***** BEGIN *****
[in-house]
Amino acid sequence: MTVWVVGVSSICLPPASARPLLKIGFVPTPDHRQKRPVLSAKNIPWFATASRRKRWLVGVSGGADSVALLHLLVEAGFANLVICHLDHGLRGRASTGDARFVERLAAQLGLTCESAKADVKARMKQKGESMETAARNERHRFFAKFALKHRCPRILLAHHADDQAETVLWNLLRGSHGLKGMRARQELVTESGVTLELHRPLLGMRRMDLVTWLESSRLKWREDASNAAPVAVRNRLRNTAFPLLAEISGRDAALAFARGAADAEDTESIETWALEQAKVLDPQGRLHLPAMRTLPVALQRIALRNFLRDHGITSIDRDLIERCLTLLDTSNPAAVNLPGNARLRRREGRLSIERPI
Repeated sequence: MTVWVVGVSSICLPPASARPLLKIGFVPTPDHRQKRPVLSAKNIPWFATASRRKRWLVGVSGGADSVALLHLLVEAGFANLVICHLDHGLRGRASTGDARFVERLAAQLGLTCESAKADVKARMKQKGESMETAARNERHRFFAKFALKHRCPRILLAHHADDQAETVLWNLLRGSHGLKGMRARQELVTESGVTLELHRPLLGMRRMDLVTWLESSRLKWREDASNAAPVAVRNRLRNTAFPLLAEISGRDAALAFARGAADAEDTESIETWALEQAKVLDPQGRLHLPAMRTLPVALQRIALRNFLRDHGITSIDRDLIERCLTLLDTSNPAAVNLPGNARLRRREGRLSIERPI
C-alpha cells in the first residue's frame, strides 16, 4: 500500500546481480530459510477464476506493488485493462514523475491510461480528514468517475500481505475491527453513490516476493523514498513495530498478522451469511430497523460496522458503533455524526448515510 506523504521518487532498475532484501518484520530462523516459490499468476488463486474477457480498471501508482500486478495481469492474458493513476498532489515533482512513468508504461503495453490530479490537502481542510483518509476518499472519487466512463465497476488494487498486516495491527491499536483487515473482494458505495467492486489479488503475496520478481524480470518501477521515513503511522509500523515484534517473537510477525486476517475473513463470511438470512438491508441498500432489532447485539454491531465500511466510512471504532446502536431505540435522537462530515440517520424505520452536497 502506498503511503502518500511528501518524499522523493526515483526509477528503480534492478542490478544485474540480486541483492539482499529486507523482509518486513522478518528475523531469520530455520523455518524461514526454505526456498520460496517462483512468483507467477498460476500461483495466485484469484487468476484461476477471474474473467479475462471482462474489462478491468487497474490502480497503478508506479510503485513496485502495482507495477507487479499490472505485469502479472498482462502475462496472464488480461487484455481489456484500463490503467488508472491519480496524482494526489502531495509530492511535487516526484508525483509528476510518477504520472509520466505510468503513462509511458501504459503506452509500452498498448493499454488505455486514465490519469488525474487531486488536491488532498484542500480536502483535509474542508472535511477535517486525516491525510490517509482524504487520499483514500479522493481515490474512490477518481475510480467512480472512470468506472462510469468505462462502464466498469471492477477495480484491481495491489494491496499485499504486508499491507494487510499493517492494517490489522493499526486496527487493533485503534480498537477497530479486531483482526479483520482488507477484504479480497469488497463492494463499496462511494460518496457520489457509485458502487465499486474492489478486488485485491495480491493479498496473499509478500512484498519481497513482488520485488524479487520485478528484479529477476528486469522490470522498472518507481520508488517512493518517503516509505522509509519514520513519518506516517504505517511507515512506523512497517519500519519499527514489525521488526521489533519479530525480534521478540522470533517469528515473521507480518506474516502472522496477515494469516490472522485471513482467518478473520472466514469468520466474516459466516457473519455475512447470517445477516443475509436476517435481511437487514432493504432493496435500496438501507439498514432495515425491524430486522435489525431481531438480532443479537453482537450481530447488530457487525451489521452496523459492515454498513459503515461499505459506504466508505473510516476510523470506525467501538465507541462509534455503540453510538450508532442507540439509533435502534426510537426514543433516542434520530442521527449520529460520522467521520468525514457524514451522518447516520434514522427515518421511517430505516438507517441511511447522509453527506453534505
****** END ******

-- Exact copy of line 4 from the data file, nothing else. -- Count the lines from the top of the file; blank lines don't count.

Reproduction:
C-alpha cells in the first residue's frame, strides 16, 4: 500500500546481480530459510477464476506493488485493462514523475491510461480528514468517475500481505475491527453513490516476493523514498513495530498478522451469511430497523460496522458503533455524526448515510 506523504521518487532498475532484501518484520530462523516459490499468476488463486474477457480498471501508482500486478495481469492474458493513476498532489515533482512513468508504461503495453490530479490537502481542510483518509476518499472519487466512463465497476488494487498486516495491527491499536483487515473482494458505495467492486489479488503475496520478481524480470518501477521515513503511522509500523515484534517473537510477525486476517475473513463470511438470512438491508441498500432489532447485539454491531465500511466510512471504532446502536431505540435522537462530515440517520424505520452536497 502506498503511503502518500511528501518524499522523493526515483526509477528503480534492478542490478544485474540480486541483492539482499529486507523482509518486513522478518528475523531469520530455520523455518524461514526454505526456498520460496517462483512468483507467477498460476500461483495466485484469484487468476484461476477471474474473467479475462471482462474489462478491468487497474490502480497503478508506479510503485513496485502495482507495477507487479499490472505485469502479472498482462502475462496472464488480461487484455481489456484500463490503467488508472491519480496524482494526489502531495509530492511535487516526484508525483509528476510518477504520472509520466505510468503513462509511458501504459503506452509500452498498448493499454488505455486514465490519469488525474487531486488536491488532498484542500480536502483535509474542508472535511477535517486525516491525510490517509482524504487520499483514500479522493481515490474512490477518481475510480467512480472512470468506472462510469468505462462502464466498469471492477477495480484491481495491489494491496499485499504486508499491507494487510499493517492494517490489522493499526486496527487493533485503534480498537477497530479486531483482526479483520482488507477484504479480497469488497463492494463499496462511494460518496457520489457509485458502487465499486474492489478486488485485491495480491493479498496473499509478500512484498519481497513482488520485488524479487520485478528484479529477476528486469522490470522498472518507481520508488517512493518517503516509505522509509519514520513519518506516517504505517511507515512506523512497517519500519519499527514489525521488526521489533519479530525480534521478540522470533517469528515473521507480518506474516502472522496477515494469516490472522485471513482467518478473520472466514469468520466474516459466516457473519455475512447470517445477516443475509436476517435481511437487514432493504432493496435500496438501507439498514432495515425491524430486522435489525431481531438480532443479537453482537450481530447488530457487525451489521452496523459492515454498513459503515461499505459506504466508505473510516476510523470506525467501538465507541462509534455503540453510538450508532442507540439509533435502534426510537426514543433516542434520530442521527449520529460520522467521520468525514457524514451522518447516520434514522427515518421511517430505516438507517441511511447522509453527506453534505